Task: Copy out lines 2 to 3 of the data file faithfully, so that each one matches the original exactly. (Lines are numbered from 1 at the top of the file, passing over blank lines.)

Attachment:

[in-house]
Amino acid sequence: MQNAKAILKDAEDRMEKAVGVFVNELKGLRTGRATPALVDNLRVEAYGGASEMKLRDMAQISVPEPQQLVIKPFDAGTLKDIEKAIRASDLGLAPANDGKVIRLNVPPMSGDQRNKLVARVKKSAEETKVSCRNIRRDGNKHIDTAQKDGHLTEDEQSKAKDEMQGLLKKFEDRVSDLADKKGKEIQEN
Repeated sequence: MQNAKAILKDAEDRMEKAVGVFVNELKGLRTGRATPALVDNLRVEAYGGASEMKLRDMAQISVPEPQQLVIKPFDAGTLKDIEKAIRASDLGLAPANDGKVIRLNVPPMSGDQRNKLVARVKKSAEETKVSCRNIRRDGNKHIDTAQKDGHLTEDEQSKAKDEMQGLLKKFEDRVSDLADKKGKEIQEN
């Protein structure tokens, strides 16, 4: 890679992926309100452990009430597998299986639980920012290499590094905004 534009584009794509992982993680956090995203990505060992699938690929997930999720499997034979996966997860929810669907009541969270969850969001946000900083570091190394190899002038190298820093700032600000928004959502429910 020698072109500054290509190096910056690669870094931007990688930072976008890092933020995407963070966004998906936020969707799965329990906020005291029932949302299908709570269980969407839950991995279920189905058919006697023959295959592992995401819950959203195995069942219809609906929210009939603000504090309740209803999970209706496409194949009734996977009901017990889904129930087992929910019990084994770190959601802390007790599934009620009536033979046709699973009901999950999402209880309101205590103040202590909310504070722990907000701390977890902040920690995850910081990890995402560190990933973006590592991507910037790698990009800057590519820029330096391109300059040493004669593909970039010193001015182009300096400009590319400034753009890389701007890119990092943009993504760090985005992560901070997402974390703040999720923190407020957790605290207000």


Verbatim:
Amino acid sequence: MQNAKAILKDAEDRMEKAVGVFVNELKGLRTGRATPALVDNLRVEAYGGASEMKLRDMAQISVPEPQQLVIKPFDAGTLKDIEKAIRASDLGLAPANDGKVIRLNVPPMSGDQRNKLVARVKKSAEETKVSCRNIRRDGNKHIDTAQKDGHLTEDEQSKAKDEMQGLLKKFEDRVSDLADKKGKEIQEN
Repeated sequence: MQNAKAILKDAEDRMEKAVGVFVNELKGLRTGRATPALVDNLRVEAYGGASEMKLRDMAQISVPEPQQLVIKPFDAGTLKDIEKAIRASDLGLAPANDGKVIRLNVPPMSGDQRNKLVARVKKSAEETKVSCRNIRRDGNKHIDTAQKDGHLTEDEQSKAKDEMQGLLKKFEDRVSDLADKKGKEIQEN